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Intro to the ASP Object Model

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Submitted on: 1/5/2015 6:47:00 AM
By: Brad Hess from http://www.4aspdev.com (from psc cd)  
Level: Beginner
User Rating: By 3 Users
Compatibility: ASP (Active Server Pages)
Views: 1549
 
     A brief overview of the ASP object model. I will be submitting more tutorials on each object in future submissions.

 
				

Alright we have now written a very simple ASP page, but lets take some time and explore some of the built in features of ASP. The first thing that we should take a look at are the five intrinsic objects that are part of the ASP Scripting Context (an important note is that there is a sixth object which will be covered later). The diagram below shows the five main objects. They are the Request, Response, Application, Session, and Server.

Each of these objects has there its own methods and properties that the following sections are going to cover. To give a rough outline.

  • Request: This object exposes the properties of the HTTP request. A request is what is sent to the server when the browser asks for a particular action. For instance typing http://www.4aspdev.com/contact.asp is a request to the 4aspdev server for the contact.asp page. There is a lot more to it than that, but for now let's leave it at that.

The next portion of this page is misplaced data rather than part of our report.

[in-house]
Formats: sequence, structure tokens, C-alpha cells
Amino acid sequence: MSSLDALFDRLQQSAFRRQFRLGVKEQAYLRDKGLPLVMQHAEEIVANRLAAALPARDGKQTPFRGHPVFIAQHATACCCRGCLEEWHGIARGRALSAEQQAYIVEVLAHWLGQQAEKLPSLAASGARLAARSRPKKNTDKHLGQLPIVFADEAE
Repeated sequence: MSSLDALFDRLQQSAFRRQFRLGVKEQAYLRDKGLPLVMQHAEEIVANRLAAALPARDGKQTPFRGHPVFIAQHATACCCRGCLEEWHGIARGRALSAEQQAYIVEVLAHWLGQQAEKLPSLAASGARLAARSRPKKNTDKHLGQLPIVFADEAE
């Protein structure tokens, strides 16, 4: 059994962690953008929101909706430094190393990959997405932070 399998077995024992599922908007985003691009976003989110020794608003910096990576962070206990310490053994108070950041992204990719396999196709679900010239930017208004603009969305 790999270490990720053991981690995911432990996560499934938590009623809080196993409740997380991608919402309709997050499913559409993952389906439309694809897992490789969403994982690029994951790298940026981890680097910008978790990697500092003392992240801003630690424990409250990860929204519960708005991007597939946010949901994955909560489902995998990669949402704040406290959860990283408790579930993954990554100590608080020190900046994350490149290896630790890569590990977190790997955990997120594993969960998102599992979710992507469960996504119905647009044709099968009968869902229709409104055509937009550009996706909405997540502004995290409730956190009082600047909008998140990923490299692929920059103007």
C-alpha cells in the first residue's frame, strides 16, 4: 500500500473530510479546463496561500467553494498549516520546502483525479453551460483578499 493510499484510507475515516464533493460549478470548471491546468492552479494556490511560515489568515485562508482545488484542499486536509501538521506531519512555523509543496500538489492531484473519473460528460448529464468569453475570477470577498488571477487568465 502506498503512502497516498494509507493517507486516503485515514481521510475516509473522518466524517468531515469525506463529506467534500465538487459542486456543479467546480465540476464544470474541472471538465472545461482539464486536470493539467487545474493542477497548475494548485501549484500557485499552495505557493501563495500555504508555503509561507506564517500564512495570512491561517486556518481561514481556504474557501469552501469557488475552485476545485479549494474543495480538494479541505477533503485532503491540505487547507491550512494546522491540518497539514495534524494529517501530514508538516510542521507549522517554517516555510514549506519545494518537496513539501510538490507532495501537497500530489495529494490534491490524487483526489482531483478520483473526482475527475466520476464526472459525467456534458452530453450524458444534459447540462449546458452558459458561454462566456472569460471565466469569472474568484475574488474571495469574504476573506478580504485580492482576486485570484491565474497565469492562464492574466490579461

• Response: The response object exposes the properties of the server response. The response is what the server sends to the browser after a request is made. The response object allows you to:
    • Control what data is sent in the header of the HTTP response (don't worry if you don't know what a header is I will get to that later)
    • Control what data is sent to the client in the <:body> of the HTTP response
    • Control when and how the data is sent

  • Application: This object allow you to manipulate the properties of the application. In ASP an application is all the files in a virtual directory and its subdirectories. Application scope covers all users of the web site so if you set an application level variable or setting it will effect everyone that uses the site.
  • Session: This object allows you to control the properties on an individual user session. A session starts when a user first comes to you site and ends either when they leave, close their browser, or at a set timeout. Any variables or settings that are made using the session object are on an individual basis.
  • Server: This object effects the Server itself. This object allows you to control certain aspects of the server such as script timeout. Which is the time that a script is allowed to process.


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